In order to assist in avoiding IP fragmentation at the endpoints of the TCP connection, the selection of the MSS value was changed to the minimum buffer size and the MTU of the outgoing interface (- 40). MSS numbers are 40 bytes smaller than MTU numbers because MSS is just the TCP data size, which does not include the 20 byte IP header and the 20 byte TCP header. MSS is based on default header sizes; the sender stack must subtract the appropriate values for the IP header and the TCP header dependent on what TCP or IP options are used.
The way MSS now works is that each host will first compare its outgoing interface MTU with its own buffer and choose the lowest value as the MSS to send. The hosts will then compare the MSS size received against their own interface MTU and again choose the lower of the two values.
Scenario 2 illustrates this additional step taken by the sender in order to avoid fragmentation on the local and remote wires. Notice how the MTU of the outgoing interface is taken into account by each host (before the hosts send each other their MSS values) and how this helps to avoid fragmentation.
Host A compares its MSS buffer (16K) and its MTU (1500 - 40 = 1460) and uses the lower value as the MSS (1460) to send to Host B.
Host B receives Host A's send MSS (1460) and compares it to the value of its outbound interface MTU - 40 (4422).
Host B sets the lower value (1460) as the MSS for sending IP datagrams to Host A.
Host B compares its MSS buffer (8K) and its MTU (4462-40 = 4422) and uses 4422 as the MSS to send to Host A.
Host A receives Host B's send MSS (4422) and compares it to the value of its outbound interface MTU -40 (1460).
Host A sets the lower value (1460) as the MSS for sending IP datagrams to Host B.
1460 is the value chosen by both hosts as the send MSS for each other. Often the send MSS value will be the same on each end of a TCP connection.
In Scenario 2, fragmentation does not occur at the endpoints of a TCP connection because both outgoing interface MTUs are taken into account by the hosts. Packets can still become fragmented in the network between Router A and Router B if they encounter a link with a lower MTU than that of either hosts' outbound interface.
What Is PMTUD?
TCP MSS as described earlier takes care of fragmentation at the two endpoints of a TCP connection, but it does not handle the case where there is a smaller MTU link in the middle between these two endpoints. PMTUD was developed in order to avoid fragmentation in the path between the endpoints. It is used to dynamically determine the lowest MTU along the path from a packet's source to its destination.
Note: PMTUD is only supported by TCP and UDP. Other protocols do not support it. If PMTUD is enabled on a host, and it almost always is, all TCP/IP or UDP packets from the host will have the DF bit set.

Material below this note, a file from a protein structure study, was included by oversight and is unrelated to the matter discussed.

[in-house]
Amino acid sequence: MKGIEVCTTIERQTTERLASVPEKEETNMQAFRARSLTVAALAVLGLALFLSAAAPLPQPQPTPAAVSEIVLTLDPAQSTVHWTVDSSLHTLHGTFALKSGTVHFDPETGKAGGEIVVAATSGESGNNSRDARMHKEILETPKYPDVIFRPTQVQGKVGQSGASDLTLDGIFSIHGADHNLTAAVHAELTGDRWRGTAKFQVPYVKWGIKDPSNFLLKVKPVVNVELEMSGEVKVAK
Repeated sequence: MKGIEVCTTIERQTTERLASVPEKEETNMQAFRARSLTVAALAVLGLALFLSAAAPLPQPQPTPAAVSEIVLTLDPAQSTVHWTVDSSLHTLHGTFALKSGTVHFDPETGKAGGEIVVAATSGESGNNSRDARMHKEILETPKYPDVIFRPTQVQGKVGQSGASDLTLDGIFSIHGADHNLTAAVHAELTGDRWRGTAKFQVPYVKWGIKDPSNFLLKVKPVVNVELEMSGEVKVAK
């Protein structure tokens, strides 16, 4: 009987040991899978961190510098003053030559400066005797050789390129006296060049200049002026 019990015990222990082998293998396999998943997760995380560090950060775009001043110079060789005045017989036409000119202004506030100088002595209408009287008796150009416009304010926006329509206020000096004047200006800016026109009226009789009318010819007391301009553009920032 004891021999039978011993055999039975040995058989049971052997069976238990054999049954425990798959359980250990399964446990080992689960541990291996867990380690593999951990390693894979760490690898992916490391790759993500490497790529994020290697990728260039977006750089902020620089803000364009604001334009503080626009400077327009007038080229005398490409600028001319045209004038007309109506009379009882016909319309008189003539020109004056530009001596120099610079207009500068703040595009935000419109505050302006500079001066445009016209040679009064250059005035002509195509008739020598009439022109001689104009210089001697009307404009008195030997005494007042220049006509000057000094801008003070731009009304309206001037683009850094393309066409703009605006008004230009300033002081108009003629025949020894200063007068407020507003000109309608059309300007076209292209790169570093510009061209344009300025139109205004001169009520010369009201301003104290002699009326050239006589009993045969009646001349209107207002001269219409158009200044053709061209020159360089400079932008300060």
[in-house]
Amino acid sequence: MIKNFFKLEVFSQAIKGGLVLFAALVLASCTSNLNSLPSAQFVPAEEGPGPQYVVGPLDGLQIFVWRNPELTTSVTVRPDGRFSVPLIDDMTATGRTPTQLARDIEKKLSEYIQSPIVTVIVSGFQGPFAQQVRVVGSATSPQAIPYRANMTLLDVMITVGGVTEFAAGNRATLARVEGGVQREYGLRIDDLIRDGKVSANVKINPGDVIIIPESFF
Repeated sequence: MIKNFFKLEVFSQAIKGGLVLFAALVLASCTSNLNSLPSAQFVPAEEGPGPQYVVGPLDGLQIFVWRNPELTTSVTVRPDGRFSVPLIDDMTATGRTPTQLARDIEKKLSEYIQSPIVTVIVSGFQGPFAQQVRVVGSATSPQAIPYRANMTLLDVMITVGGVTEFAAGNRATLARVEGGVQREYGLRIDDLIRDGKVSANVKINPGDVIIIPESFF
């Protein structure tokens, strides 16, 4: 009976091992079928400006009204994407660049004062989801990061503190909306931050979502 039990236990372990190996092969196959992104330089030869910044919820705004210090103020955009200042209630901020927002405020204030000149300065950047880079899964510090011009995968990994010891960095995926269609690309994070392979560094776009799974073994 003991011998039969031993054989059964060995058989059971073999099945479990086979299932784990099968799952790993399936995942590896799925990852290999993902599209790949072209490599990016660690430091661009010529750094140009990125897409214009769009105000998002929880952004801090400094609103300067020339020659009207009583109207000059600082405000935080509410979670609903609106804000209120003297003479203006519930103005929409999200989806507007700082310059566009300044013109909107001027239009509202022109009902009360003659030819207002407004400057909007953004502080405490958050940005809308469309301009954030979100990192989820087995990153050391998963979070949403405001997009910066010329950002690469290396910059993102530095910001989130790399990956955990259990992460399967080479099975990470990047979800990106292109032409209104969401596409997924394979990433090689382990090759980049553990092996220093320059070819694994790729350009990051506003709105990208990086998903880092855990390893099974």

When a host sends a full MSS data packet with the DF bit set, PMTUD reduces the send MSS value for the connection if it receives information that the packet would require fragmentation. A host usually "remembers" the MTU value for a destination since it creates a "host" (/32) entry in its routing table with this MTU value.
If a router tries to forward an IP datagram, with the DF bit set, onto a link that has a lower MTU than the size of the packet, the router will drop the packet and return an Internet Control Message Protocol (ICMP) "Destination Unreachable" message to the source of this IP datagram, with the code that indicates "fragmentation needed and DF set" (type 3, code 4). When the source station receives the ICMP message, it will lower the send MSS, and when TCP retransmits the segment, it will use the smaller segment size.
Here is an example of an ICMP "fragmentation needed and DF set" message that you might see on a router after the debug ip icmp command is turned on:
ICMP: dst (10.10.10.10) frag. needed and DF set
unreachable sent to 10.1.1.1
This diagram shows the format of ICMP header of a "fragmentation needed and DF set" "Destination Unreachable" message.
Per RFC 1191 , a router that returns an ICMP message which indicates "fragmentation needed and DF set" should include the MTU of that next-hop network in the low-order 16 bits of the ICMP additional header field that is labeled "unused" in the ICMP specification RFC 792 .
Early implementations of RFC 1191 did not supply the next hop MTU information. Even when this information was supplied, some hosts ignore it. For this case, RFC 1191 also contains a table that lists the suggested values by which the MTU should be lowered during PMTUD. It is used by hosts in order to arrive more quickly at a reasonable value for the send MSS.